Quick – Chapter 4

As I sat in the car, the phone buzzed again.

“A futile attempt, Sir,” said she.

“What?” I turned around to see anyone following me. No. No one on the street. “Are you following me? What do you want?”

“Don’t talk foolishly. There’s a GPS in the car. We don’t need our eyes fixed on you, do we? Did you enter the house?”

“Yes. Why?”

“Oh good. I should then let you know that we have your fingerprints on a cup as well as the key now, which places you at the scene without any doubt, in case something happens there. So please refrain from interrupting our plans with yours.”

“Who are you? What can happen at the house?”

“See you at golf today, Sir.” She hung up.

“Where are we going?”

“To Hotel Ganymede, Sir.”


“Hotel Ganymede, Sir. I have been asked to drop you there.”

“Okay.” I wanted to know how in heaven’s sake golf was even remotely related to it, but I kept quiet. It seemed the right thing to do.

I sat back in the car, reading the local news on the tablet. The phone call was on my mind. I felt it was the same voice that had called earlier that morning, but the number was different both times. My thoughts shifted to the hotel. Ganymede. Named after the biggest satellite in the solar system. The satellite was discovered by Galileo in the 1600s, or so I had read. I imagined the hotel to be quite big and fancy, given it was named after the largest satellite of the largest planet. Fifteen minutes later, the car stopped. “Hotel Ganymede, Sir.”

I came out. By far, this had been the biggest of all disappointments. Ganymede looked more of a place where a guy would spend the night when he had an empty wallet. It was a one-storeyed apartment, with the entrance opening bang on to the reception. The reception had a desk, and there was one corridor ahead. The only corridor in the hotel. It had six rooms, three on each side, with the numbers painted in white on the doors.

“Mr…,” I looked at him.

“Zimmer Nummer fünf.”

“English?” He shook his head to a negative, then raised his hand and showed five fingers. I presumed he wanted me to go to room number five.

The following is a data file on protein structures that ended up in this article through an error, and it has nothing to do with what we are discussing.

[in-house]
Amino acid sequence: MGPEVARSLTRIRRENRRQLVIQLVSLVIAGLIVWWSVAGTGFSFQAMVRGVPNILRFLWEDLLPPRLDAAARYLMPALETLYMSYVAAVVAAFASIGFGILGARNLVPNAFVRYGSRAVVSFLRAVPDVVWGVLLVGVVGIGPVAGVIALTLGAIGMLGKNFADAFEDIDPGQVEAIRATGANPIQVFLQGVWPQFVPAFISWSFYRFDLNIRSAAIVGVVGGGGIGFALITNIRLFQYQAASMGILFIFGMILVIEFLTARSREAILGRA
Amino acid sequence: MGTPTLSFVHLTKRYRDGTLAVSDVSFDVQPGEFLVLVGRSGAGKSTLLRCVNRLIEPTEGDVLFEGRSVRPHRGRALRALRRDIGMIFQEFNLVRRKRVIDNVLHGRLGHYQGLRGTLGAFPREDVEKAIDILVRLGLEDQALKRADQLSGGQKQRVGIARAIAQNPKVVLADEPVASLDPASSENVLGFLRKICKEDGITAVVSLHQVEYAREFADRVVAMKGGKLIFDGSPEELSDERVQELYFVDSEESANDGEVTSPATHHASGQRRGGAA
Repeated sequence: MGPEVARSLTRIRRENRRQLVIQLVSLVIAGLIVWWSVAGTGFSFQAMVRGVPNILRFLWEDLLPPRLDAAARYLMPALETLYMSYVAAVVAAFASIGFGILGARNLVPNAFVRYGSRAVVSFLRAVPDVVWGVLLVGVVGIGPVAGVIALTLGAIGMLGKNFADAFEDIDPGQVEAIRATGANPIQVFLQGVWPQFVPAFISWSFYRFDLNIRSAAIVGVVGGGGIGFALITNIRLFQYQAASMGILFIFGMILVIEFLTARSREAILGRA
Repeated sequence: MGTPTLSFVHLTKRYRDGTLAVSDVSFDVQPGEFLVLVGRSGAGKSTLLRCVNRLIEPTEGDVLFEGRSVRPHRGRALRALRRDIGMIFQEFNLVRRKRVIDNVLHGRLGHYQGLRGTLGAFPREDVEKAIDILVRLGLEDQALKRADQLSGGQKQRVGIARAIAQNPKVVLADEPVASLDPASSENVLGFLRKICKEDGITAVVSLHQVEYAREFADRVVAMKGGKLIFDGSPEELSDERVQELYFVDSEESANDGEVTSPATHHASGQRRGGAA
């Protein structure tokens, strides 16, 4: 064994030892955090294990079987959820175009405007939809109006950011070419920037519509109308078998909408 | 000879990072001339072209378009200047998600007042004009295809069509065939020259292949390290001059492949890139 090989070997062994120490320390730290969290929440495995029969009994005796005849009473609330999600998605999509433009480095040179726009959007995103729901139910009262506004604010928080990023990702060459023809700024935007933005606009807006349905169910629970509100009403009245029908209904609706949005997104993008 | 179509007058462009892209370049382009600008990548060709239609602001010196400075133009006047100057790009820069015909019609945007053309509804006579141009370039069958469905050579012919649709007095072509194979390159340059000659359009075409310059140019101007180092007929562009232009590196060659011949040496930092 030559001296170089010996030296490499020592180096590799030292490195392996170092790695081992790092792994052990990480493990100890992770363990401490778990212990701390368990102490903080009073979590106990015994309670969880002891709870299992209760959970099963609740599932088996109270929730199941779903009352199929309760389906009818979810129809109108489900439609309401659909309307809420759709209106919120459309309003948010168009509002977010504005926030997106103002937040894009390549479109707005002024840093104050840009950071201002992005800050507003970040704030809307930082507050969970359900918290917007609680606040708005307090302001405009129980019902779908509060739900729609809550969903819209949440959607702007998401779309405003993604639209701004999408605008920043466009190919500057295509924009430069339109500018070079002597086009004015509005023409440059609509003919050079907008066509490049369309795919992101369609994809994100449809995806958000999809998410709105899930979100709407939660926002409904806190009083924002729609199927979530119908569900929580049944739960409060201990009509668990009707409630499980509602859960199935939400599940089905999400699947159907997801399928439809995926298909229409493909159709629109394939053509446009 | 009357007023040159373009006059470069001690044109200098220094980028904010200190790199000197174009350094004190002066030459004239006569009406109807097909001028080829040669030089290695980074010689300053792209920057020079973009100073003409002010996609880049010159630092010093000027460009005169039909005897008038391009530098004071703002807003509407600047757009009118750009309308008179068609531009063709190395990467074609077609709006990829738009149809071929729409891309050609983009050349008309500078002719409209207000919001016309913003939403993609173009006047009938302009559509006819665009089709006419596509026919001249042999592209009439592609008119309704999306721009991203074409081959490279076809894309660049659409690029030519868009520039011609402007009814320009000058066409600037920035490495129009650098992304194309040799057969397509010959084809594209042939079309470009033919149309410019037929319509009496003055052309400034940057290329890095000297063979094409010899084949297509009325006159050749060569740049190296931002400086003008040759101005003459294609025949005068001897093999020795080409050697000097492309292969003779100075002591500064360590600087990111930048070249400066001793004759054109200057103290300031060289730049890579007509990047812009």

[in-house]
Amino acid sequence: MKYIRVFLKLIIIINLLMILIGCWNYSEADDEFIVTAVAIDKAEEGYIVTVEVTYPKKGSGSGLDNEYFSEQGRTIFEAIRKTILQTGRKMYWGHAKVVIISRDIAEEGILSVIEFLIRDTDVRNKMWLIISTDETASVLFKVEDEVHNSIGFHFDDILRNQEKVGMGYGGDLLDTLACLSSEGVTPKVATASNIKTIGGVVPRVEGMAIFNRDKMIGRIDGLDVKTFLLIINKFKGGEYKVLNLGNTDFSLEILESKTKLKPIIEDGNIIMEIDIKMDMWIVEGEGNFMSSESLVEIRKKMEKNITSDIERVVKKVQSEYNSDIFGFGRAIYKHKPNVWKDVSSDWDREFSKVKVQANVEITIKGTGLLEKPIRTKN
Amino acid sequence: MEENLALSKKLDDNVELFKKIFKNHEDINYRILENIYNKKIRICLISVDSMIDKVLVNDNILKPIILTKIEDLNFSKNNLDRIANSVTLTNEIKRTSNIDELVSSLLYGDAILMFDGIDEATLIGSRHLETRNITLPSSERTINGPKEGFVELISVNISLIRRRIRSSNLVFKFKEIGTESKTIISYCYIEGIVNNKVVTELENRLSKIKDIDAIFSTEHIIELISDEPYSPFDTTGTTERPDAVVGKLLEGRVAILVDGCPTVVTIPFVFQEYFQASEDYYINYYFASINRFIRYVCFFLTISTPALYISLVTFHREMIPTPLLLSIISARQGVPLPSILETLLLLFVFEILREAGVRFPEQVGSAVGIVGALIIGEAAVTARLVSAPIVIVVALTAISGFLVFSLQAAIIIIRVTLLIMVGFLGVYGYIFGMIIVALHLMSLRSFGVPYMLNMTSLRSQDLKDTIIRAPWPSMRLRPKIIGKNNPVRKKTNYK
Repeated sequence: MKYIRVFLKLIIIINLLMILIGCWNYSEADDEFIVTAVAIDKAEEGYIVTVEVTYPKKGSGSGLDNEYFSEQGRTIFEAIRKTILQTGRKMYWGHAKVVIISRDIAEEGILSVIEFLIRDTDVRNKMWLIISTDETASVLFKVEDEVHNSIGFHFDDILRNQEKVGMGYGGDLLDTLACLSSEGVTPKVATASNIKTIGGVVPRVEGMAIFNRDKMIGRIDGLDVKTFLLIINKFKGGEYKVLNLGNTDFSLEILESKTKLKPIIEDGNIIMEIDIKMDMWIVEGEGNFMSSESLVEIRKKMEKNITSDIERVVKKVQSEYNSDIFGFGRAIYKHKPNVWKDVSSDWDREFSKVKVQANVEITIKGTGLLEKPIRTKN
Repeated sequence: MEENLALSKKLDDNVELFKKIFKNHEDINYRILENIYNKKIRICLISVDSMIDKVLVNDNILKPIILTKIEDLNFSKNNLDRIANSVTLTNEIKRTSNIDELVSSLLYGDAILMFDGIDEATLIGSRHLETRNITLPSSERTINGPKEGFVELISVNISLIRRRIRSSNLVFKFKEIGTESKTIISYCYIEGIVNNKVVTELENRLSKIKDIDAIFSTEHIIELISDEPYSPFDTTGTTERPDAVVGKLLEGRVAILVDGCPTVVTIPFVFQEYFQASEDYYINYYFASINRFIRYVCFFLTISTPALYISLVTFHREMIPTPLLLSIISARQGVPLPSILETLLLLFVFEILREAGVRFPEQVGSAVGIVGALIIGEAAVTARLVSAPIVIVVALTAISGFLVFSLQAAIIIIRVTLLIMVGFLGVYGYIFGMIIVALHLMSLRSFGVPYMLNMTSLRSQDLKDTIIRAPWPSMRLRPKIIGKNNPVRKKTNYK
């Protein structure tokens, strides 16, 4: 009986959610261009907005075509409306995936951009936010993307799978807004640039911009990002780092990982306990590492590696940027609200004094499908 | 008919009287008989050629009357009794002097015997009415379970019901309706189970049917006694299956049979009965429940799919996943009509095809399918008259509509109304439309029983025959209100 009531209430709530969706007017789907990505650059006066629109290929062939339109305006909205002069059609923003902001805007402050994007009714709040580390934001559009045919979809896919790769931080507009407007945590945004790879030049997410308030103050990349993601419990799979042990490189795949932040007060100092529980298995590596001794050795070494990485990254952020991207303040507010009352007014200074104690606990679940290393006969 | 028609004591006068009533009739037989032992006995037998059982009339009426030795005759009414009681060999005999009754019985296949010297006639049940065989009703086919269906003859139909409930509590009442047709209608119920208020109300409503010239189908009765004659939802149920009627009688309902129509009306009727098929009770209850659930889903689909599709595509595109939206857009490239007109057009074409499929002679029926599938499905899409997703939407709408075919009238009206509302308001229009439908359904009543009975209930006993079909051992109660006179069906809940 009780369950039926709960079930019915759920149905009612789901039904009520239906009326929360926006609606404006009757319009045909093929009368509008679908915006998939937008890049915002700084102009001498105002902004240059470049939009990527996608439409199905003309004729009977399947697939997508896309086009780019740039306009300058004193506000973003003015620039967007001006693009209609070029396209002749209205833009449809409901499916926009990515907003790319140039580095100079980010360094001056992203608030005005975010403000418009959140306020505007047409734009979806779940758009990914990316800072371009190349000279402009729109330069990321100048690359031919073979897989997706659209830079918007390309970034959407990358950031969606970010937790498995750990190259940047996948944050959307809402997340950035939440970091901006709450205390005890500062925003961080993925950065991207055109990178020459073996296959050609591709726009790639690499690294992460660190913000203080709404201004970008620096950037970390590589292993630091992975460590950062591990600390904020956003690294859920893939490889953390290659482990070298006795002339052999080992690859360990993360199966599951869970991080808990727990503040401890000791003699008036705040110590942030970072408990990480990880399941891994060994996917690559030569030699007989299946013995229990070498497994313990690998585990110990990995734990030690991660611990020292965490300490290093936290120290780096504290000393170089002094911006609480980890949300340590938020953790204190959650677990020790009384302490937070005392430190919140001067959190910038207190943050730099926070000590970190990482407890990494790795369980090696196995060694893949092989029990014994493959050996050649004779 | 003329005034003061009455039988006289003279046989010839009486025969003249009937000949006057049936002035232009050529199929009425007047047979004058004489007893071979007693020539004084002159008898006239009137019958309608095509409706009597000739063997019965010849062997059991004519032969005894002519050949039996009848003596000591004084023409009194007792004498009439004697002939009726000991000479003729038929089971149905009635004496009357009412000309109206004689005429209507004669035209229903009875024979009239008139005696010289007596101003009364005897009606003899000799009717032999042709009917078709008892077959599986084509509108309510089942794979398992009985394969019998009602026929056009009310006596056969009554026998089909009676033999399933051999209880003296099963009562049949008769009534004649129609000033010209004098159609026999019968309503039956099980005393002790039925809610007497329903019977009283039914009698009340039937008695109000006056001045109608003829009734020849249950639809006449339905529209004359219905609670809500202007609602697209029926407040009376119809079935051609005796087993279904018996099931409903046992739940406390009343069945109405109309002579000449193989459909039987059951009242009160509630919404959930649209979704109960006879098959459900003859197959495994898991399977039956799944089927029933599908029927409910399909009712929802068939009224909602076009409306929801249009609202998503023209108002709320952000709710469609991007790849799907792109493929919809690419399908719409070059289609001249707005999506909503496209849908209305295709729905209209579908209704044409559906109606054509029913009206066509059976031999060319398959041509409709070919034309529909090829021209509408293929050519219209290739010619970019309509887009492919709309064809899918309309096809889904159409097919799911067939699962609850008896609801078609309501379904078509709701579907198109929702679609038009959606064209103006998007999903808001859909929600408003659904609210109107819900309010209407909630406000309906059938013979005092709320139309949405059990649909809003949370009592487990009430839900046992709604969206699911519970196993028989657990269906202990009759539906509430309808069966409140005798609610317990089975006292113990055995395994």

I knocked. The door opened, and there she was, again. So, I had been looking for her unaware of the fact that I was going to meet her. Okay.

“Hi, I’m Juliet,” she said, handing over her card.

I took the card and glanced over it. Juliett Macber. So Juliett had a double t.

“Hello, Juliett.”

“I know you really need some answers, don’t you? We have five minutes before we leave. So I think we have time enough for may be, one question?”

There was only one question in my mind right now. And probably if her answer matched what I was thinking, many more questions would be solved. “Why do you spell Juliett with a double t?”

She laughed. “Give it a guess?”

“It isn’t possible that you do so for French speakers, who may otherwise treat a single final t as silent, is it?”

“Well, for a starter, you seem quite intelligent,” she said with a smile.

And instantly, I realised what the whole situation was about. Everything was now clearer. It now seemed every bit had its own explanation. My coming from India, playing golf at Ganymede, and meeting Juliett. I had been skipping the old treasure for a long time. It was time I got back to it again.

“Why am I here? What are we doing?” I asked.

“Alright, time to leave,” she said.”Where are we headed to?”

“My apartment.”

“The real one?”

She smiled as we got back into the car.

“Talk to me,” I said. “What am I doing here? What’s the issue?”

“You want the long story or the short?”

“The short, for now.”

“We have a riddle to solve.”

“Okay, and?”

“That’s the short one.”

“No, I want to know the long story then.”

“Haha. Okay.”

“Tell me?”

“Yes, I am thinking where to start from. Well, to say, our decoders have been trying to solve it for a long time. They believe that the answer will lead to — Oh my God!”

A car from the opposite direction was speeding up towards us. A girl was driving it. Our chauffeur pressed the brakes harder than ever. No use. Bang!

The chauffeur felt it was his responsibility to inform the girl’s parents about her death. Meanwhile she kept staring at me, dumbfounded.


They said I killed her, that she died because of me,
Although deep somewhere, I know it wasn’t my fault.

Jet black eyes and a white dress,
She walked into my life one day,
And before I realized what was happening,
She changed it in a strange way.
It wasn’t love which I’d fallen in,
Because there was no pain in it,
The only pain that I felt each day,
Was when she said, “Tomorrow we’ll meet.”
If it were a jigsaw puzzle which I was solving,
Only one piece was what I couldn’t find,
And I knew it was around, hiding somewhere,
So that someone could stab me from behind.
And yes it happened, as I thought it would,
She ran away as far as she could,
Not bothering to tell me what happened to her,
And left me alone the whole of that summer.
When people found out that she had died,
By eating food with poison mixed,
They said she killed herself for I had betrayed her,
I couldn’t respond, I was already fixed,
Fixed into something which would never wash off,